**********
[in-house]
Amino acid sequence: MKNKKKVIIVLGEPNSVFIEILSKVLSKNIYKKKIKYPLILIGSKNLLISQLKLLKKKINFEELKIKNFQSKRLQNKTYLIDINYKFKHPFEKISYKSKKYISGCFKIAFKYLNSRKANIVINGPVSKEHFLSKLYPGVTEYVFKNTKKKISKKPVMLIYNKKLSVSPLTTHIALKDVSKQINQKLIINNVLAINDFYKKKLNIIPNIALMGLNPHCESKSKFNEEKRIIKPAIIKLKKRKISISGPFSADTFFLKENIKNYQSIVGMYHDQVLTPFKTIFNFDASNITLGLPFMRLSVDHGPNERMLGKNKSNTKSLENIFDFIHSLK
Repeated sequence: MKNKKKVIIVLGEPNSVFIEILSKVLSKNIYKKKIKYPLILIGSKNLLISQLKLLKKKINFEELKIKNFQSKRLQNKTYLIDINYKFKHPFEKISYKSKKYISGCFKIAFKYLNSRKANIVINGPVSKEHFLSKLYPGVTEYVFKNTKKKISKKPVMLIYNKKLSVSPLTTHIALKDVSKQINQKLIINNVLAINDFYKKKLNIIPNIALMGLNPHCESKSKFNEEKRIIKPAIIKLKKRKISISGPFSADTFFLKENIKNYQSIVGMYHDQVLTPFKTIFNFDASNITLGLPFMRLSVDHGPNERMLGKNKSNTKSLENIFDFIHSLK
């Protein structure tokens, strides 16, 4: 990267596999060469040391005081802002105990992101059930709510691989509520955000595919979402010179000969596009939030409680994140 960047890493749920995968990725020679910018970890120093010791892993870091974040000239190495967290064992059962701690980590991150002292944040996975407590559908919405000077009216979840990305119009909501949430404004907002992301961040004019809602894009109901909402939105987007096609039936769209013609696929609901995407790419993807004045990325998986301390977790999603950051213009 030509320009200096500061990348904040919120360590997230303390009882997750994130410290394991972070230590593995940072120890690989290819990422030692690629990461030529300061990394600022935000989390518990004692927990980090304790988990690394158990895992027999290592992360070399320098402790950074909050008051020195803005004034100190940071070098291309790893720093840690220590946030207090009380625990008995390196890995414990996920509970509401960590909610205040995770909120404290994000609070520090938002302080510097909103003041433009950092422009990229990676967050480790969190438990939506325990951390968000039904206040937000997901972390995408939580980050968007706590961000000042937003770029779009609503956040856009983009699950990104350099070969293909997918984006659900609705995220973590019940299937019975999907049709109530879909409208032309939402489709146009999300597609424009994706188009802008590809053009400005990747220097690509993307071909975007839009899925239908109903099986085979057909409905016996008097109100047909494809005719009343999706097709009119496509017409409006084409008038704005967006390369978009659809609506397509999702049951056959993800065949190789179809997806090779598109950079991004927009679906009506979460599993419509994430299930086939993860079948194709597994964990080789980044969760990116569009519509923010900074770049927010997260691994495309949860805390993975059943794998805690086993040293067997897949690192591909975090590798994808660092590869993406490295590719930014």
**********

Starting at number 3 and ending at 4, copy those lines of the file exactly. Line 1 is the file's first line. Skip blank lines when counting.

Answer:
Repeated sequence: MKNKKKVIIVLGEPNSVFIEILSKVLSKNIYKKKIKYPLILIGSKNLLISQLKLLKKKINFEELKIKNFQSKRLQNKTYLIDINYKFKHPFEKISYKSKKYISGCFKIAFKYLNSRKANIVINGPVSKEHFLSKLYPGVTEYVFKNTKKKISKKPVMLIYNKKLSVSPLTTHIALKDVSKQINQKLIINNVLAINDFYKKKLNIIPNIALMGLNPHCESKSKFNEEKRIIKPAIIKLKKRKISISGPFSADTFFLKENIKNYQSIVGMYHDQVLTPFKTIFNFDASNITLGLPFMRLSVDHGPNERMLGKNKSNTKSLENIFDFIHSLK
């Protein structure tokens, strides 16, 4: 990267596999060469040391005081802002105990992101059930709510691989509520955000595919979402010179000969596009939030409680994140 960047890493749920995968990725020679910018970890120093010791892993870091974040000239190495967290064992059962701690980590991150002292944040996975407590559908919405000077009216979840990305119009909501949430404004907002992301961040004019809602894009109901909402939105987007096609039936769209013609696929609901995407790419993807004045990325998986301390977790999603950051213009 030509320009200096500061990348904040919120360590997230303390009882997750994130410290394991972070230590593995940072120890690989290819990422030692690629990461030529300061990394600022935000989390518990004692927990980090304790988990690394158990895992027999290592992360070399320098402790950074909050008051020195803005004034100190940071070098291309790893720093840690220590946030207090009380625990008995390196890995414990996920509970509401960590909610205040995770909120404290994000609070520090938002302080510097909103003041433009950092422009990229990676967050480790969190438990939506325990951390968000039904206040937000997901972390995408939580980050968007706590961000000042937003770029779009609503956040856009983009699950990104350099070969293909997918984006659900609705995220973590019940299937019975999907049709109530879909409208032309939402489709146009999300597609424009994706188009802008590809053009400005990747220097690509993307071909975007839009899925239908109903099986085979057909409905016996008097109100047909494809005719009343999706097709009119496509017409409006084409008038704005967006390369978009659809609506397509999702049951056959993800065949190789179809997806090779598109950079991004927009679906009506979460599993419509994430299930086939993860079948194709597994964990080789980044969760990116569009519509923010900074770049927010997260691994495309949860805390993975059943794998805690086993040293067997897949690192591909975090590798994808660092590869993406490295590719930014």